A short prose piece by Walt Whitman from his 1882 collection Specimen Days & Collect. It was a happy thought to build the Hudson river railroad right along the shore. The grade is already made by nature; you are sure of ventilation one side—and you are in nobody’s way. I see, hear, the locomotives and … Continue reading Hudson River Sights by Walt Whitman
Anyone who takes Metro-North’s Hudson River Line is struck by the beauty of the river, particularly in the evening when the sun is setting over the Palisades. Although it’s difficult to imagine, this trip has made an impression on travelers for more than 160 years. Here’s one account of the passage up the river, through … Continue reading What a Delightful Ride
Below is issue 1 of Theodore J. Cornu's extraordinary hand-drawn, hand-lettered, self-published journal, Hudson Valley Echoes. When the publication opens you can click on the pages and enlarge them. The embedded viewer uses Flash, so if you don't see it below because your device doesn't support Flash, you can click here. Issues 2 to 4 … Continue reading Hudson Valley Echoes, Issue #1
Details (from two different sources) of the Croton section of Map of the Hudson between Sandy Hook & Sandy Hill with the Post Road between New York and Albany, published in 1824.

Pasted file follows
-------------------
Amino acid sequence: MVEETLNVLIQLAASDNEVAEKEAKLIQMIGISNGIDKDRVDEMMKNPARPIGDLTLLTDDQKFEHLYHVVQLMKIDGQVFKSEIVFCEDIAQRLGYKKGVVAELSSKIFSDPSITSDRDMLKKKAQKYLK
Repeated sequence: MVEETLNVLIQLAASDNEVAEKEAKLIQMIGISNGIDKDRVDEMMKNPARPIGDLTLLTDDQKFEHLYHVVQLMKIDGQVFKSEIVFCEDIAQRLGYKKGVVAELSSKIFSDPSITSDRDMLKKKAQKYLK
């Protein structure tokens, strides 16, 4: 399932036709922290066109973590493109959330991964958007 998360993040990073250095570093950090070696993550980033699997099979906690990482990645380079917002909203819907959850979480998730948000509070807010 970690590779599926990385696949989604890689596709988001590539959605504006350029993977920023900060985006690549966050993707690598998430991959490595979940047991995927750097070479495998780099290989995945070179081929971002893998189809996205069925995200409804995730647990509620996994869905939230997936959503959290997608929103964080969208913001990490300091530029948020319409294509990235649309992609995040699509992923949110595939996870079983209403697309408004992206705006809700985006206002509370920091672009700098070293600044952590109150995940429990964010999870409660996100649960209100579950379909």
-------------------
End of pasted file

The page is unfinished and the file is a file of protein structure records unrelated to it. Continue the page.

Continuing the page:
Postcard showing the view from Sunshine Terrace. The land jutting out into the Hudson from the left is the northern tip of Croton Point. Text on the back reads: Ann Robinson's Sunshine Terrace Rest—Sunshine—Diet 120 Old Post North Croton-on-Hudson, New York Telephone Croton 1-3695
"Sing-Sing or Mount Pleasant" by Jaques Milbert A print from Milbert's 1828 book, Itinéraire pittoresque du fleuve Hudson et des parties latérales de l'Amérique du Nord, looking north from Sing-Sing. Croton Point can be seen jutting into the river from the right in the middle of the image. The French artist toured the Hudson River … Continue reading View from Sing-Sing by Jaques Milbert
A Roaring Twenties dame waves to Henry Hudson on the cover of this 1927 issue of Westchester County Fair which seems to have been a suburban knock-off of the New Yorker.
Julie Hart Beers Hudson River at Croton Point, 1869 Oil on canvas
Robert Havell Jr. Hudson River North to Croton Point circa 1850s Oil on canvas, 60x 46 inches framed Ossining Historical Society Museum